I’m not saying feedlots are good, not at all, but I am saying that living in paddocks, “free range”, is not a great life for non-human animals. Paddocks are often fodder-poor fenced rectangles that may, if the animals are lucky, have a tree. Temperatures vary from high 40s C(+104 F.) in summer, to below freezing in winter, and there is no shelter. Yes, there is “room” but that is not the measure of well-being, and the space of a paddock is not equivalent to the natural range of a herd of cows. In addition, cows and sheep are subjected to a variety of “management practices”, including removal of young cows (bobby calves) or sheep from their mothers, gelding of males, branding, de-horning, docking their tails, and a variety of other things prior to the decision to transport and kill them. Living in paddocks is not a “happy” life. It is not “liberation”. It is not any kind of recognition of rights. Non-humans in paddocks live and die entirely in accord with human economic decisions, with a desire to maximise profits generally translating to minimising expenses, or decision on when to kill.
With current climate-related problems, drought, flooding, fires, etc, conditions for “free-range” animals generally are getting worse.
Other things Animals Australia, and other animal welfare organisations don’t mention is that the animals Australians eat most of are cows. Chickens comes next, followed by sheep and sea creatures. Pigs are at the bottom of the list, with one study cited by the Australasian Agribusiness Review citing figures of 31% as people who don’t eat pork. In this case, increasing “free range pork” is not a great victory for non-human animals. In terms of diet, the much higher percentage of people who eat lamb, relative to people who eat “mutton”, means most sheep are killed for food before they reach maturity. Living on a paddock doesn’t change that. What else is not mentioned is that the natural habitat of pigs is forest understory, not over-grazed paddocks.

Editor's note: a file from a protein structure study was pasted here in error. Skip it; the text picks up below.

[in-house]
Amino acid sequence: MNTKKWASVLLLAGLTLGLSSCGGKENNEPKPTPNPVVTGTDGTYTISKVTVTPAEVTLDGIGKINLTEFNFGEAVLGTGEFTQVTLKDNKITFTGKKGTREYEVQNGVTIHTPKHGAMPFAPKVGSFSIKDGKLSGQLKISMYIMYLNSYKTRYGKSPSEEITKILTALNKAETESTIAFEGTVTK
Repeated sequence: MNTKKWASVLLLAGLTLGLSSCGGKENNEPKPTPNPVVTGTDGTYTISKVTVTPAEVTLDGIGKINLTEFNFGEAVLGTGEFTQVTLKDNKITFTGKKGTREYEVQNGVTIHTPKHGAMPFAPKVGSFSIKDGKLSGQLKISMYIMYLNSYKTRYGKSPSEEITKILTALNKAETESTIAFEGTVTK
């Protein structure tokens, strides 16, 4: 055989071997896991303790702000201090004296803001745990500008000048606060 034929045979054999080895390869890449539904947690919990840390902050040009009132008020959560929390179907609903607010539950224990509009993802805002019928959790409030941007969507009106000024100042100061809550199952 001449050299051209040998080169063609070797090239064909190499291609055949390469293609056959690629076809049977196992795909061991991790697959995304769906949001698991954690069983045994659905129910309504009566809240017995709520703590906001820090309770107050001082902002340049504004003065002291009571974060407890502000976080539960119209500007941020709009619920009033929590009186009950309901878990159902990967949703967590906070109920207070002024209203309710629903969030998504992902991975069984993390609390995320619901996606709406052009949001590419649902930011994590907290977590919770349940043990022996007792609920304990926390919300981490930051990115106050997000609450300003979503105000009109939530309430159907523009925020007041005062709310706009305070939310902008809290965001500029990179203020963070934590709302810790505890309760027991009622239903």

This facts mean that the whole “end factory farming” campaign is something of a bitter joke, one unlikely to affect most non-human animals used for food. When we look at chickens, generally the most extensively factory-farmed animals, and compare commercial cage production vs high-volume “free range” production, the conditions for the chickens are not substantially better for the latter. They are still raised under shockingly bad, highly stressful conditions, the “management practices” are generally the same, and the rationale for which chickens to kill, and when to kill them, are the same. “Roasting” chickens are usually killed very young, and subjected to an intense regime of hormones and water-retention agents to make them fat and tender. “Laying” chickens are subject to different chemical and hormonal regimes, the males killed brutally as chicks, and the females killed once they are “spent”, a process that doesn’t take long. These factors don’t change with “free-range” chicken production. Allowing thousands of chickens to mill in a huge crowded barn or yard is not “kind treatment”.